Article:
Belfast became available on Vudu this weekend and I was very excited about seeing it. When it came out in theaters recently, I had not been able to see it, though I had heard a lot of positives about it. Writer and director Kenneth Branagh created a film that was awarded the TIFF People’s Choice Award.
It is well deserved. Belfast was a heart-warming, beautiful film of family and the life that comes while living in Belfast, Ireland in the late sixties. This film is considered to be semiautobiographical, taking much of the life of Branagh as a child living in this world and you can absolutely see the experiences he brings to the screen.
Buddy (Jude Hill) is the young boy whose perspective we see in the movie. He is living through the turmoil facing children during this time period, everything from trying to suss his was around his first crush to the dangers of violence exploding in the streets. All the while showing such love for the people in his life, including his parents and grandparents.
Buddy’s parents are played by Jamie Dornan (of the 50 Shades of Gray movies) and Caitriona Balfe and they are sensational. Balfe stands out as a fierce mother who has been tasked with raising Buddy and his brother (Lewis McAskie) very much alone as Dornan had other responsibilities. Jamie Dornan, who had a terrible rep after the 50 Shades films, is also fantastic. His chemistry with Balfe is definitely apparent, and there is a scene in the third act that will show it to you in spades.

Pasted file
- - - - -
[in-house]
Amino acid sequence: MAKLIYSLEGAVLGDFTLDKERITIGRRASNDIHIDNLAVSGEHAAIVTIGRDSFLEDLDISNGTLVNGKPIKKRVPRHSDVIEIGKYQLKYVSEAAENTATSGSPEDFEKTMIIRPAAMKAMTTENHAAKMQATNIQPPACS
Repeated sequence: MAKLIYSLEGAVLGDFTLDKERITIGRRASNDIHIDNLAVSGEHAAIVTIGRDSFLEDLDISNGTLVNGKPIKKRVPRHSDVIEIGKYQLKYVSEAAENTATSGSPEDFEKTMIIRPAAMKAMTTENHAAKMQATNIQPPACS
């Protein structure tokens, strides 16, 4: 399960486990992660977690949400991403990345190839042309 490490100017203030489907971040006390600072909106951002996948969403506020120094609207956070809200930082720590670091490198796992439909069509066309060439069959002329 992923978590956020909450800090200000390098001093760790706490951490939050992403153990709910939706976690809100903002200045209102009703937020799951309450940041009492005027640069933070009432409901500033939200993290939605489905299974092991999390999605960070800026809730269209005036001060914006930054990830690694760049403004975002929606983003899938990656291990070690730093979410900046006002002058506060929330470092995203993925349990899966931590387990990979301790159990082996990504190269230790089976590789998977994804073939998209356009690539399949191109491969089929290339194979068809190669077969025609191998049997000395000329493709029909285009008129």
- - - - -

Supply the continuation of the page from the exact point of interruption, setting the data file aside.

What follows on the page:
The grandparents are played by Dame Judi Dench and the wonderful Ciarán Hinds. I’m so glad that Judi Dench, who I love as an actor, has finally came back to the type of role that is worth her time (not roles in Cats or Artemis Fowl). Dench and Hinds are masterful together and bring a good humor and realism to the film.
Jude Hill does a brilliant job as the main kid in Belfast. He seems to be a natural and that aura comes across to the audience. We feel everything that he does and understand completely all of the struggles and worries that he has, from trying to be noticed by the pretty girl he is crushing on to his desperate feelings about leaving Belfast behind. He has a special connection with his grandparents and it pops in the movie. He brings such a depth to this little boy that is very impressive, especially considering the resumes of the other actors he is acting with.
The film has a more serious JoJo Rabbit vibe to it. It is not as laugh out loud funny as the Taika Waititi film, but it has the same kind of heart.
Belfast is beautifully shot and the direction is great. The film is shot in black and white, with a few moments of color coming through. The visuals were executed in a excellent manner and helped provide the tone of the film.
The music too was exceptional. The music was done by Van Morrison and the songs seemed unlikely to work in the places they put them, but every one was lovely.
I loved this movie. I am so glad that I was able to see it and that I did not miss it.